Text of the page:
If you’ve just put your tools down after a long day cleaning the kitchen, satisfied that you've scrubbed everything that can be scrubbed, polished all the polishable items and removed the germs from every nook and cranny, I'm here to tell you that you've failed – there is always somewhere that gets forgotten. Of course, germs proliferate so quickly that they reappear almost as quickly as you vanquish them, in greater numbers and, if anything, angrier, so it might be best to just let them get on with it and live in filth. However, if that doesn't sound appealing, and you're absolutely opposed to the idea of relinquishing control of the kitchen to microbial vermin, then read on, and discover a few oft-forgotten nooks and undiscovered crannies in which you can wage perpetual bacterial warfare against those relentless germs to your hearts content.
The crack between the oven and the walls, or the oven and the fridge, or the fridge and the wall or any other dark and menacing looking crack, the component parts of which will depend on the physical configuration of your kitchen, are excellent places to find surviving outposts of germ troops, thriving on the spilt egg yolks, scattered rice remains and forgotten broccoli florets. If said crack is too small to get at with a broom or other conventional cleaning apparatus, which is likely, try using a cake slice or other sufficiently lengthy and supple utensil, wrap it in a damp tea towel, wiggle it around, sweep it majestically back and forth, and marvel at the surprises your new weapon unearths.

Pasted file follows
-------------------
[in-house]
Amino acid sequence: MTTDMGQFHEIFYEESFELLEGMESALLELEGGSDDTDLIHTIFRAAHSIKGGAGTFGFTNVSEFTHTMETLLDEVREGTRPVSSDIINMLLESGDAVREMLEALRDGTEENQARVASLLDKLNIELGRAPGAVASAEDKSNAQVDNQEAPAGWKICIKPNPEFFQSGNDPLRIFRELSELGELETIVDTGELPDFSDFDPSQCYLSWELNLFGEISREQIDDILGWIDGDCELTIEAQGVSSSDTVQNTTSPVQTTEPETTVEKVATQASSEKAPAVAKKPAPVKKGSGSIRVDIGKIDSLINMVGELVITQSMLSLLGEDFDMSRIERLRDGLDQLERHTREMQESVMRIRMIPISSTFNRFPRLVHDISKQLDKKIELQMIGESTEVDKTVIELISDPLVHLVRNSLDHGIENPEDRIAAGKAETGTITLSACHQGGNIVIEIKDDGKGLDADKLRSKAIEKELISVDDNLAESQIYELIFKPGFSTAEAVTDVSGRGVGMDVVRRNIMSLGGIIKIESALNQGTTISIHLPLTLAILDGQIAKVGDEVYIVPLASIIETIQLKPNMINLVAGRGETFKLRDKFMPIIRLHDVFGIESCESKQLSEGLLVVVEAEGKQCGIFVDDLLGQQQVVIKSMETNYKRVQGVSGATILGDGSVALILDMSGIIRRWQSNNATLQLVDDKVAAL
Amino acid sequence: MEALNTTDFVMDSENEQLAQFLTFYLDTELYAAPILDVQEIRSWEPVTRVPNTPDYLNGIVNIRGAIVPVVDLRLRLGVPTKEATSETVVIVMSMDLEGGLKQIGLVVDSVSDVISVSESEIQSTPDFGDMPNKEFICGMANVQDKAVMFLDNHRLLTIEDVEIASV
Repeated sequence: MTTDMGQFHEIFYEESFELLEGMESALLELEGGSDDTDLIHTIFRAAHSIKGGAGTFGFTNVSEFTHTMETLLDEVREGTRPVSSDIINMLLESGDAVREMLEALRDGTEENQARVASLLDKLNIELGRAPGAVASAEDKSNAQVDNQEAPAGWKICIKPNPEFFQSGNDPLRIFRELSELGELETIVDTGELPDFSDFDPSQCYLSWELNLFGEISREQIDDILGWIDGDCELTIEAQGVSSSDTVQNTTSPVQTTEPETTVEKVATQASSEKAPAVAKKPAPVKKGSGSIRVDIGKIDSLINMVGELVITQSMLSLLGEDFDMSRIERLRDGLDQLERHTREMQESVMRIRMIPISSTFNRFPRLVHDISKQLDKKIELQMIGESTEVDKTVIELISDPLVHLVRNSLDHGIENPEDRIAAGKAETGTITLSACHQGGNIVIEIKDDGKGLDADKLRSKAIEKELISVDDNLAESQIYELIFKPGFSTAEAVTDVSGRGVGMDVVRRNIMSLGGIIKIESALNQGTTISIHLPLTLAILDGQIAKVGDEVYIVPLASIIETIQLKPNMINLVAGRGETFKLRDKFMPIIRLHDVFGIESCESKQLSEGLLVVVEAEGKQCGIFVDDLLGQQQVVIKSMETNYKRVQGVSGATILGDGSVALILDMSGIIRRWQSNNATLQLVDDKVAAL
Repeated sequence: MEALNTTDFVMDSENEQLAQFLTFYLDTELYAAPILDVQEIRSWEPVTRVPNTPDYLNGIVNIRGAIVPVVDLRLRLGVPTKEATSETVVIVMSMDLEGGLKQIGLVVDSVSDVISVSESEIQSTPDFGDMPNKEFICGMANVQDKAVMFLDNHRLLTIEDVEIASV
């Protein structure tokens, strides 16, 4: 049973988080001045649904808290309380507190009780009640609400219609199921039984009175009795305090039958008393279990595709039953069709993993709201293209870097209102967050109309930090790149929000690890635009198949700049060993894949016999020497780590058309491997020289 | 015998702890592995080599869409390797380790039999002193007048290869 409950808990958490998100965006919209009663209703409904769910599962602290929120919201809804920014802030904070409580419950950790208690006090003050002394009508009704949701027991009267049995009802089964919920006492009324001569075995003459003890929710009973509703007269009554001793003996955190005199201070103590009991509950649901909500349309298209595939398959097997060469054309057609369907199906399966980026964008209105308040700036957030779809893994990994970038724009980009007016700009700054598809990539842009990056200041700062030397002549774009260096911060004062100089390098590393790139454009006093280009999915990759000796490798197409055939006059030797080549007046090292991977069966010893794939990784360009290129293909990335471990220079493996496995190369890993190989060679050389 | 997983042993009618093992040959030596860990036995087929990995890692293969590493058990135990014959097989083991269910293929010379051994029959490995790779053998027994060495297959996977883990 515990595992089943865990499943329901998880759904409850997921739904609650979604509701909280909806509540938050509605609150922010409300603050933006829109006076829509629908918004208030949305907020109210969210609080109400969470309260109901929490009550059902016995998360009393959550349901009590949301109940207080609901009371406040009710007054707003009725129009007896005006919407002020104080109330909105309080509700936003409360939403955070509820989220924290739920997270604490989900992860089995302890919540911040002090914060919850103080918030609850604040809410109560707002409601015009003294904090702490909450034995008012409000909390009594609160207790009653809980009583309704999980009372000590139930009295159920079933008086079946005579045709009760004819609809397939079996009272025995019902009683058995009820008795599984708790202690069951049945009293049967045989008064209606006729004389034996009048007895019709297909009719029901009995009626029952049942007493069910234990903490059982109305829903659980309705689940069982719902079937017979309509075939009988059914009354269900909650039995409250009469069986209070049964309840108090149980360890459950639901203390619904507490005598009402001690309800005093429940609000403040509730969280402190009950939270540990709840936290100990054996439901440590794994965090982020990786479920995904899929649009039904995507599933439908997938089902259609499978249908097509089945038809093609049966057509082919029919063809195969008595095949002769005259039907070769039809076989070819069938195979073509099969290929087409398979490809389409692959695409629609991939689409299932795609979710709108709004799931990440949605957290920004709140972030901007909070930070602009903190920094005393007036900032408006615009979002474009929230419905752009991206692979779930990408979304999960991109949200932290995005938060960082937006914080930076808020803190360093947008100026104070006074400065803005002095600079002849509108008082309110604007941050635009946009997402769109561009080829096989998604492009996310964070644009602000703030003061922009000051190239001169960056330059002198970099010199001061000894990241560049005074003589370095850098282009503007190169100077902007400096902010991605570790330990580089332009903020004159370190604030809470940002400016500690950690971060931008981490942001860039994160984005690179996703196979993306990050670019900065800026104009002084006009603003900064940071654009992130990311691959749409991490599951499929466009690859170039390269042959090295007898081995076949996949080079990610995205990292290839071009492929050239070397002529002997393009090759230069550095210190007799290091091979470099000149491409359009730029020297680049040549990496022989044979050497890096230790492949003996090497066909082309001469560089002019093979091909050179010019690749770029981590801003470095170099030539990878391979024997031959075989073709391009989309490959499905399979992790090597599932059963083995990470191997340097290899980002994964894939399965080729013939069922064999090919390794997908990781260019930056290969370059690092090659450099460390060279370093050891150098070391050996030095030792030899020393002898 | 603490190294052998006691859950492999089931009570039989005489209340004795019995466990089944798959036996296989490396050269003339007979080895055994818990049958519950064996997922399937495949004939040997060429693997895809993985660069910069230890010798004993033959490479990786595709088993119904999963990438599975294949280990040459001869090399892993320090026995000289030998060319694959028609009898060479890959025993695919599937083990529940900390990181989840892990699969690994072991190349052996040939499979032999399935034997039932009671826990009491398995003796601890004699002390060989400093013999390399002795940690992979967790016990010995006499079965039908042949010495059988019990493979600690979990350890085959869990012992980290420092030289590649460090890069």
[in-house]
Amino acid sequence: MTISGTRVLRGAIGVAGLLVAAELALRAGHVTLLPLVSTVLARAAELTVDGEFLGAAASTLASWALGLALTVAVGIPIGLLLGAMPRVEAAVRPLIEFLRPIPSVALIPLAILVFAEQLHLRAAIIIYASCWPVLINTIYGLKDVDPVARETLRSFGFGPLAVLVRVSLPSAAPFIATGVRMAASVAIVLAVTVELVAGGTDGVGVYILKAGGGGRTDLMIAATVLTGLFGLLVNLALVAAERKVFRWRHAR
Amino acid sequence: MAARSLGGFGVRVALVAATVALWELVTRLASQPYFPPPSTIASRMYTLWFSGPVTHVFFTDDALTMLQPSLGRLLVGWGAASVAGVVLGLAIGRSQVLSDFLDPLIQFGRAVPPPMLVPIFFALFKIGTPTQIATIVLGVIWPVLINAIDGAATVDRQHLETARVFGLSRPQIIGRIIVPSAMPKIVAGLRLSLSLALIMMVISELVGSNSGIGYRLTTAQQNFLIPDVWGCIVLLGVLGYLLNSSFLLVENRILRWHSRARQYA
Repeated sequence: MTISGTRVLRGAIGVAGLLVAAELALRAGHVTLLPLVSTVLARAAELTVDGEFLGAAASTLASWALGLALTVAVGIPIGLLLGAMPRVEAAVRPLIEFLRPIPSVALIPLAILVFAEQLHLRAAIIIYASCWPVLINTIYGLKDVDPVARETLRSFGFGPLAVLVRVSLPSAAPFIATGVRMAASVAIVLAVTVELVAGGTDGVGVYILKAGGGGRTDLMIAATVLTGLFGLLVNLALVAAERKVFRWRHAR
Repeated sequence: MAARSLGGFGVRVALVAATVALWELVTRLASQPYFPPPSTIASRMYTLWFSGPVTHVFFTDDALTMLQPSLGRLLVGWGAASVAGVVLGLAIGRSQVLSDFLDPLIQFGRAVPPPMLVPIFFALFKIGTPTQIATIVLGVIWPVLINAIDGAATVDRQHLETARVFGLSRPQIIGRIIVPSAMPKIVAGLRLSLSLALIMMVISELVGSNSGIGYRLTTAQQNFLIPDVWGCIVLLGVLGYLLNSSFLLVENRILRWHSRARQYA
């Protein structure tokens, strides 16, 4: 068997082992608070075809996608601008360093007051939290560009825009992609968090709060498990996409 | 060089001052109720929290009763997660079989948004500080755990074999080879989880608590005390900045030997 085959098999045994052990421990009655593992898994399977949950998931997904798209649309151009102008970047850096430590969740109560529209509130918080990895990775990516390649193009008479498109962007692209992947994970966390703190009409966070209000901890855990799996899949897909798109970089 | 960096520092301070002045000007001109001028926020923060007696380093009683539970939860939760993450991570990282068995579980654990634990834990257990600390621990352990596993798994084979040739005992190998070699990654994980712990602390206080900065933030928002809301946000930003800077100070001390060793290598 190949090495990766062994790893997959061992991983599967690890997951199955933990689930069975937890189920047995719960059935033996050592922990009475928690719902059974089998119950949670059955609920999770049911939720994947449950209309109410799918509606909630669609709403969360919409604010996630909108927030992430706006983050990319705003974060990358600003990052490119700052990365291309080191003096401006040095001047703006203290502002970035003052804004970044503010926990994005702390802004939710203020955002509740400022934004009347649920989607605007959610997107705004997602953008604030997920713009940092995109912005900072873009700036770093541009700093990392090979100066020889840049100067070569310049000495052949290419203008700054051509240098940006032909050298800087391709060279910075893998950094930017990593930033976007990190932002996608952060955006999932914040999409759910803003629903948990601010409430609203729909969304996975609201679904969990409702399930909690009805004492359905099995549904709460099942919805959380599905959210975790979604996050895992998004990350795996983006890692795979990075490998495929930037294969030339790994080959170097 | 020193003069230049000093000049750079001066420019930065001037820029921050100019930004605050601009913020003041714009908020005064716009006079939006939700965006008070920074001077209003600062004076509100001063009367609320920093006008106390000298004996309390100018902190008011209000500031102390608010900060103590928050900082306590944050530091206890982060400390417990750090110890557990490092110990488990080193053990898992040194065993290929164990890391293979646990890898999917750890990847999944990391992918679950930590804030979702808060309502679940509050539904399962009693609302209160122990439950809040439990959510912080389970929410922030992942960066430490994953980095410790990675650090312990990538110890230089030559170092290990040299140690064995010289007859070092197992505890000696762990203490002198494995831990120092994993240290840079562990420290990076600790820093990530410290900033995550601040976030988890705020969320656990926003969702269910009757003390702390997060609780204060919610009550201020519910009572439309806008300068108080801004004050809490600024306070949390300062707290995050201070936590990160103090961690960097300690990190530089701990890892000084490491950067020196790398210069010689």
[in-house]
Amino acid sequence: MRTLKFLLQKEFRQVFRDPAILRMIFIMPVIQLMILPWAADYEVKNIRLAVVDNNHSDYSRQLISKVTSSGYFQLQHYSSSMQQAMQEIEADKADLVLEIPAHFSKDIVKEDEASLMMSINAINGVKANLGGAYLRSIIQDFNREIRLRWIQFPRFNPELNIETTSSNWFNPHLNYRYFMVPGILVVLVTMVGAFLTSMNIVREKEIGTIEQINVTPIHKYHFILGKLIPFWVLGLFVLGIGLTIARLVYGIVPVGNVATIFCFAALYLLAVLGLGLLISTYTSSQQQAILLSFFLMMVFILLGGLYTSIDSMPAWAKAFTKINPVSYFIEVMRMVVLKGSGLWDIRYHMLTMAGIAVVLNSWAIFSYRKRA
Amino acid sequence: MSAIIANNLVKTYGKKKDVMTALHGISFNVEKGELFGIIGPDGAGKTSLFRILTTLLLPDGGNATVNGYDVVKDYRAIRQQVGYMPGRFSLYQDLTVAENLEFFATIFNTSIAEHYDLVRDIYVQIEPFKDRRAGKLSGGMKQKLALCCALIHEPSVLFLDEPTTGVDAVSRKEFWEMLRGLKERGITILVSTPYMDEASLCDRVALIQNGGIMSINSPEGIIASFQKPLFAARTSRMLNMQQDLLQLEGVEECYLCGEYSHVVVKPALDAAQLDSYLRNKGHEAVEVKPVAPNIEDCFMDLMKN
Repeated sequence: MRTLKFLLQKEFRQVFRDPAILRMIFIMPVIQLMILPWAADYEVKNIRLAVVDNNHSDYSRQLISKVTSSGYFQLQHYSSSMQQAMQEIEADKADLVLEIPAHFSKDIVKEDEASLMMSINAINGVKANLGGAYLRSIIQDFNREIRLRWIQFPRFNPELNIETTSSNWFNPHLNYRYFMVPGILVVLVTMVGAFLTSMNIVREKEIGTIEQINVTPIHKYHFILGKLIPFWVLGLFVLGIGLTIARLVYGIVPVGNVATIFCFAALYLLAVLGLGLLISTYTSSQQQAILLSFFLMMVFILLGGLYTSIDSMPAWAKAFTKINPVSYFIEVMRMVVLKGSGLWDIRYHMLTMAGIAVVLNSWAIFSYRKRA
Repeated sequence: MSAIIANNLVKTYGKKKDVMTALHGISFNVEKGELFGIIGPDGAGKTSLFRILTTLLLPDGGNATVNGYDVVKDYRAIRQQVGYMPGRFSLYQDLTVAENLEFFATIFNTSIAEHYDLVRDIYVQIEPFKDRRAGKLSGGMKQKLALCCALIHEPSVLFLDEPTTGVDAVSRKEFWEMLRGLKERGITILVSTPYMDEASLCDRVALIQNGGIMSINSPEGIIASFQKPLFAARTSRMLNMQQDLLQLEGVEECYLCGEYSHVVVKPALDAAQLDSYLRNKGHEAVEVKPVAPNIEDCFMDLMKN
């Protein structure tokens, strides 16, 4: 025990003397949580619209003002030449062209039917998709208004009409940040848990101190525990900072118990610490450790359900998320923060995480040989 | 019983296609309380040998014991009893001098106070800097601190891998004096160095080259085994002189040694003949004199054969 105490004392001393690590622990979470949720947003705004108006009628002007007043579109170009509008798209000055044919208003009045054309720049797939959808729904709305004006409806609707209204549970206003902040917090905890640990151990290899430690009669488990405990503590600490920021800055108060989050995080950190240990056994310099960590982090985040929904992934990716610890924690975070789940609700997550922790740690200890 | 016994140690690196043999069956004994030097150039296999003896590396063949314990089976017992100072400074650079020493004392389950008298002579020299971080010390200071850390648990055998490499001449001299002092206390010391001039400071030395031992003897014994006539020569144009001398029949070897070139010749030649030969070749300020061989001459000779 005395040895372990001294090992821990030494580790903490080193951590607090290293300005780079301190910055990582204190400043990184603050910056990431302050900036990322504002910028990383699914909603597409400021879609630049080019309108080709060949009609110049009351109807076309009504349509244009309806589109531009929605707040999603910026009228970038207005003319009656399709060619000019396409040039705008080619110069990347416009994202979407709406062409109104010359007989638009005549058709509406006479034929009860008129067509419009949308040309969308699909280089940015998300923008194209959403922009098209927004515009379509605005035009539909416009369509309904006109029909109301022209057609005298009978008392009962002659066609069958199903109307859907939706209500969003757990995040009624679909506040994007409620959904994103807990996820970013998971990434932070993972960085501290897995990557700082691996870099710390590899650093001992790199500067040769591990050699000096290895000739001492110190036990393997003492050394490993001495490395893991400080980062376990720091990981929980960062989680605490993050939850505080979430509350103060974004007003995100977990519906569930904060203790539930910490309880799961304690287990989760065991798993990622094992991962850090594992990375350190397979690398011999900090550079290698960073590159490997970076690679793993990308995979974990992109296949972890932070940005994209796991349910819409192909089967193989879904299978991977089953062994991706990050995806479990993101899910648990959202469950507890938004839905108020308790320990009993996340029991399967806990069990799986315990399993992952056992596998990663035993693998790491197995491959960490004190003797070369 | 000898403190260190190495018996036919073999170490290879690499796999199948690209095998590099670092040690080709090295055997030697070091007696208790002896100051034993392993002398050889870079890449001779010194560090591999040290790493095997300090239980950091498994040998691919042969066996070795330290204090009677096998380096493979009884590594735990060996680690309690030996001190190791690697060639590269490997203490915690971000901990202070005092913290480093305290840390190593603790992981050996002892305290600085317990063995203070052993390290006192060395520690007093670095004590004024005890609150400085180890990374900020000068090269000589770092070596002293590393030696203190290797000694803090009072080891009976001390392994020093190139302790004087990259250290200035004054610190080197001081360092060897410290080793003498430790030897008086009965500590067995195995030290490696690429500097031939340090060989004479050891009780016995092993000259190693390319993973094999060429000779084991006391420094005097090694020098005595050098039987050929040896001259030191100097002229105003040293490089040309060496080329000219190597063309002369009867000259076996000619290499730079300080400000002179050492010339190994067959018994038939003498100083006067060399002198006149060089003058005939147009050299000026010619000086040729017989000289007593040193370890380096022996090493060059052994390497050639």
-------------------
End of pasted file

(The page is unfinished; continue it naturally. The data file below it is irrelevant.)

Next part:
Knife blocks, a staple of the modern kitchen, are incredibly useful for, well, storing knives, obviously, but I'm willing to bet you've never cleaned out the slots those knives so conveniently slide into. Shame on you. If motivation strikes and you feel like finally getting on to that, grape yourself a couple of pipe cleaners, douse them in vinegar or some other multi-purpose spray, and get wiggling.
Your dishwasher is supposed to clean stuff, right? Well, according to some statistics that I didn't research thoroughly enough to reliably call ‘fact’, but they were on the internet so they must be true, 50% of dishwasher door seals have some sort of fungi growing on them. The doors themselves can apparently also be a breeding ground for black mould, which is probably not great for your health either. Clean those door seals with a mixture of one part vinegar to four parts water with a small brush, then put a capful of dishwasher-safe white vinegar in the machine and run it on the hottest setting. Voila, your chances of death by dishwasher have been drastically reduced, or marginally reduced, depending on what stats you choose to believe.